That is not only a 4.5 percent jump from 2013’s second quarter, it’s also 6.5 percent higher than the pre-recession high of $540,000, set back in 2007.
“Brooklyn is the only borough to post a median sales price higher than the pre-Lehman peak as it undergoes a radical shift to higher-end property and morphs into a newly popular gateway for new residents of New York City,” said Miller, who prepares Elliman’s market report.
The borough’s average sales price also jumped 16.6 percent to $783,296 in the second quarter year-over-year.
Meanwhile, both the average and the median sales prices in the borough’s luxury market — the priciest 10 percent of sales — have reached peak levels, according to Miller.
And other records are being set regularly in the borough.
For example, the penthouse condo at One Brooklyn Bridge Park hit the market in May asking $32 million, topping the previous record for the borough’s priciest listing by $2 million.
Priciest Bed-Stuy, Prospect-Lefferts Gardens and Crown Heights sales
22 Arlington Place, 96 Quincy Street, 36 Rutland Road and 1234 Dean Street
Prices are soaring in the rapidly gentrifying central Brooklyn neighborhood of Bed-Stuy, which has seen a bevy of record-breaking sales since March.
Nine of Bed-Stuy’s top 15 residential sales for the past five years — which range in price from $1.5 million to $2.2 million — are from 2014, according to data from real estate research firm PropertyShark.
Currently two Bed-Stuy brownstones share the neighborhood’s $2.25 million sales record: one at 22 Arlington Place, another at 96 Quincy Street.
And other once-far-flung Brooklyn neighborhoods are setting records, too.
In January, a Prospect-Lefferts Gardens brownstone at 36 Rutland Road sold to Dixon Advisory, an Australian financial services firm, for $1.85 million — a record for a single-family home in the neighborhood. The previous record in Prospect-Lefferts Gardens was set in 2007 by 52 Midwood Street, which sold for $1.67 million.
Meanwhile, in Crown Heights, a brownstone at 1234 Dean Street set a neighborhood record for a single-family sale in March when it closed for $1.85 million.
Priciest Queens condo and priciest rental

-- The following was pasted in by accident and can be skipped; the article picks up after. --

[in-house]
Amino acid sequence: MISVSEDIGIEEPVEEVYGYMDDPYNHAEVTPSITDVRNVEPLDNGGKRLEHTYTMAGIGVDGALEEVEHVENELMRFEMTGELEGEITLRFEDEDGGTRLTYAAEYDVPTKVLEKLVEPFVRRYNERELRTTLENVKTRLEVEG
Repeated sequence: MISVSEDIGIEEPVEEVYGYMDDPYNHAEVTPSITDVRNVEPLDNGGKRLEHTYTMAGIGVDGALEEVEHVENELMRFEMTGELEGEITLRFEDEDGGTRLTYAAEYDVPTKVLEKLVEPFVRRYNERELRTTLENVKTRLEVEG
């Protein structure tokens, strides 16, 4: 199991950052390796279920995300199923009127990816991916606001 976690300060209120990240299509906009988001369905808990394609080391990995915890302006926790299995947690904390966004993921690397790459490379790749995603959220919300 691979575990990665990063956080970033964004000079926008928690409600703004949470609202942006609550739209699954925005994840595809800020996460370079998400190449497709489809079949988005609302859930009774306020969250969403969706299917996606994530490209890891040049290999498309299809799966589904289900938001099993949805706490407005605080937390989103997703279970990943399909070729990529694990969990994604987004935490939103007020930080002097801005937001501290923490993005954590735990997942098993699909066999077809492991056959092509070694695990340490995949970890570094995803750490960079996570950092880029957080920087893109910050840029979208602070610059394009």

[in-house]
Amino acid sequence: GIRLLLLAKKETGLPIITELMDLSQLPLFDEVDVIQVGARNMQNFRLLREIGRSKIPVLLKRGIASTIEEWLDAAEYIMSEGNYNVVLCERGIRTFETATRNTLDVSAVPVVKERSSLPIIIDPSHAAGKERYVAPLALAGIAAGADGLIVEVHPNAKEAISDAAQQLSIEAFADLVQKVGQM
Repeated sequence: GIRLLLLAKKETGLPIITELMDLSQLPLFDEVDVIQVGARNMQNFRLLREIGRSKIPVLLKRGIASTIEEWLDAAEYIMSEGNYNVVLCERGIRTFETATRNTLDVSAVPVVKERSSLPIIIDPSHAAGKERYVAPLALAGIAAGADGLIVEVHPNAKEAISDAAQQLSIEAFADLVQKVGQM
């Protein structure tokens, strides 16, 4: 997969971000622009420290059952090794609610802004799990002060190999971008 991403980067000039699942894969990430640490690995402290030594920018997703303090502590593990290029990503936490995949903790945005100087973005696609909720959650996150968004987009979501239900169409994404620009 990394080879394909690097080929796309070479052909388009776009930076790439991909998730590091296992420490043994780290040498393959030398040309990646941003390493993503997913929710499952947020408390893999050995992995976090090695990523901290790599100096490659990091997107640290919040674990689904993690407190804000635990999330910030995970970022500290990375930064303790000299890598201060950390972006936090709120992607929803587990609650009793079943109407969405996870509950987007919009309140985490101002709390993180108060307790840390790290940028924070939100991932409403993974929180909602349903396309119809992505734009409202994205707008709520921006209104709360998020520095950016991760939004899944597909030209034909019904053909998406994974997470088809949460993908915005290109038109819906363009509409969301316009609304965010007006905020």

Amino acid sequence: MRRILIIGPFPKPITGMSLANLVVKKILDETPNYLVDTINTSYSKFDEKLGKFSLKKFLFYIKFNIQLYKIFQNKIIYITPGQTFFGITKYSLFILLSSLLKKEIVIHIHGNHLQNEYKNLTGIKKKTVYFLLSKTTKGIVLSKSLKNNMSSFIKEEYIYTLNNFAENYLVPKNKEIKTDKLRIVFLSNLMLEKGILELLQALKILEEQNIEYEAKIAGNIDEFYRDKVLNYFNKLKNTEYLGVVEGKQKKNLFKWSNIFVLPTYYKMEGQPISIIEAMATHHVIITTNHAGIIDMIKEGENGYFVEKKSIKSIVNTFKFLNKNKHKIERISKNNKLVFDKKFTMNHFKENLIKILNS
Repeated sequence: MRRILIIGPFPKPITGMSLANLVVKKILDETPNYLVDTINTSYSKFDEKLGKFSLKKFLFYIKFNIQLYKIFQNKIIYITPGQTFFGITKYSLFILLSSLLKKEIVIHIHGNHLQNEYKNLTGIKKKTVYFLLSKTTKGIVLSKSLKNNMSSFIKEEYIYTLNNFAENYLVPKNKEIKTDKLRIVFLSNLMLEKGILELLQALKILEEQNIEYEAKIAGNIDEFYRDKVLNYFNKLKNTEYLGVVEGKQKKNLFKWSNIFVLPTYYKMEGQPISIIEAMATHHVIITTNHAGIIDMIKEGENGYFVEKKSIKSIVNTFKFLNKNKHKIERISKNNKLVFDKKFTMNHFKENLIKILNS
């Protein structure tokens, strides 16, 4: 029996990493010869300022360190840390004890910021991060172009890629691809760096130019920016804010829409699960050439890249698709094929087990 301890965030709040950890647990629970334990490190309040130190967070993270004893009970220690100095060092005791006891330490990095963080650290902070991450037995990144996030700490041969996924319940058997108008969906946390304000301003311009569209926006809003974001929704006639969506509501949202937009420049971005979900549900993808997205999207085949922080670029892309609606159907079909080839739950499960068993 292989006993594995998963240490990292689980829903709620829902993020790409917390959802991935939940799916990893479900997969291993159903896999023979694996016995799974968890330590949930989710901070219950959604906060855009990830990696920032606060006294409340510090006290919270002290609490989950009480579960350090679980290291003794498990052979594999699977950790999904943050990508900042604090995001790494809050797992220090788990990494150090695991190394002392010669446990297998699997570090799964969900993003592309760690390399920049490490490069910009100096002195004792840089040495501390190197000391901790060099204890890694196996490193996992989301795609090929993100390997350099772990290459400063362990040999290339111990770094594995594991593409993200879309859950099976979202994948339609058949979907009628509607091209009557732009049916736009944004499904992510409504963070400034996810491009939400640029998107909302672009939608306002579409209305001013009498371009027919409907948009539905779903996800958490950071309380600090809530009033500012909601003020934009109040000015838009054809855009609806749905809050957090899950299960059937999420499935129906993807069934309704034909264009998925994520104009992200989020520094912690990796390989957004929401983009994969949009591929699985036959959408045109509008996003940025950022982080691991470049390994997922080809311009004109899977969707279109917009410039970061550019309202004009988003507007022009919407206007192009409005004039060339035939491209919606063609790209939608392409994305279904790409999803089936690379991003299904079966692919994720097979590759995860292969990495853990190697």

The View (4630 Center Boulevard) and the Roosevelt (40-07 73rd Street)
If you haven’t already heard, Queens is in the midst of its own real estate renaissance, especially in Long Island City, where thousands of new units are being built. Already hundreds of new luxury waterfront apartments have hit the market there, prompting impressive sales.
In May, a condo at the View in Long Island City set a Queens record, selling for $3.35 million, beating the $3.04 million record set in 2008 by a unit in the nearby Aris Lofts.
A Colombian buyer reportedly paid all cash for the three-bedroom unit in TF Cornerstone’s 17-story building, which launched sales in 2008. The apartment was a resale, not a sponsor unit.
Meanwhile, a rental unit in Jackson Heights was snapped up in June for $4,100 a month, setting a new record for that neighborhood, according to Brooklyn real estate website Brownstoner. The unit is in the Roosevelt at 40-07 73rd Street, which was rebranded as a luxury rental building by developer JMC Holdings last year.
That is the most ever paid for a rental in the neighborhoods of Woodside and Elmhurst as well as Jackson Heights, according to Trulia.
Priciest sale of a single-family home in the U.S.
60 Further Lane (East Hampton)
In February, a buyer shelled out $147 million for an 18-acre estate in East Hampton, Paul Brennan, Douglas Elliman’s Hamptons regional manager and a top broker at the firm, confirmed.
There was no broker on the deal and details are scant, but if the property closes at that price it will set a record for the priciest home ever sold in the U.S., and best the sale of the 50-acre Copper Beech Farm in Greenwich, Conn., which sold for $120 million in April.
The 15,000-square-foot beachfront property on Further Lane was owned by the late Christopher Browne, managing director of the Tweedy, Browne Company investment firm, and his partner, architect Andrew Gordon, who is also deceased. It features 18 oceanfront acres, water lily ponds, and a provenance that includes billionaires, politicians and an ancestor of Lion Gardiner, who founded the first English settlement in New York State.
“It was an exceptional property. There just aren’t many other properties like this out there because owners with this kind of wealth rarely sell,” Brennan told TRD. “I wonder if Christopher Browne was alive if the property would have sold for the same price. I think not. His death created a sort of mystique that helped the property.”
Priciest Westchester sale
Conyers Farm in Armonk
Director Ron Howard has sold his 32-acre Westchester compound for $27.5 million, the most ever paid for a home in Westchester County, according to the Wall Street Journal.
The 17,000-square-foot main house — which is located in a gated community called Conyers Farm in Armonk on the border of Greenwich, Conn. — has six bedrooms and five bathrooms.
“The record price here had nothing to do with Ron Howard’s celebrity,” said Elliman agent Frank Haymson, who represented the buyer. “The property is special. It has everything you could ever want: lake frontage, an observatory, guest houses, an indoor tennis court, stables.”
The previous Westchester record was held by 96 Westwood Drive in Bedford Corners, also known as “Devonshire,” which sold for $21.5 million in 2012.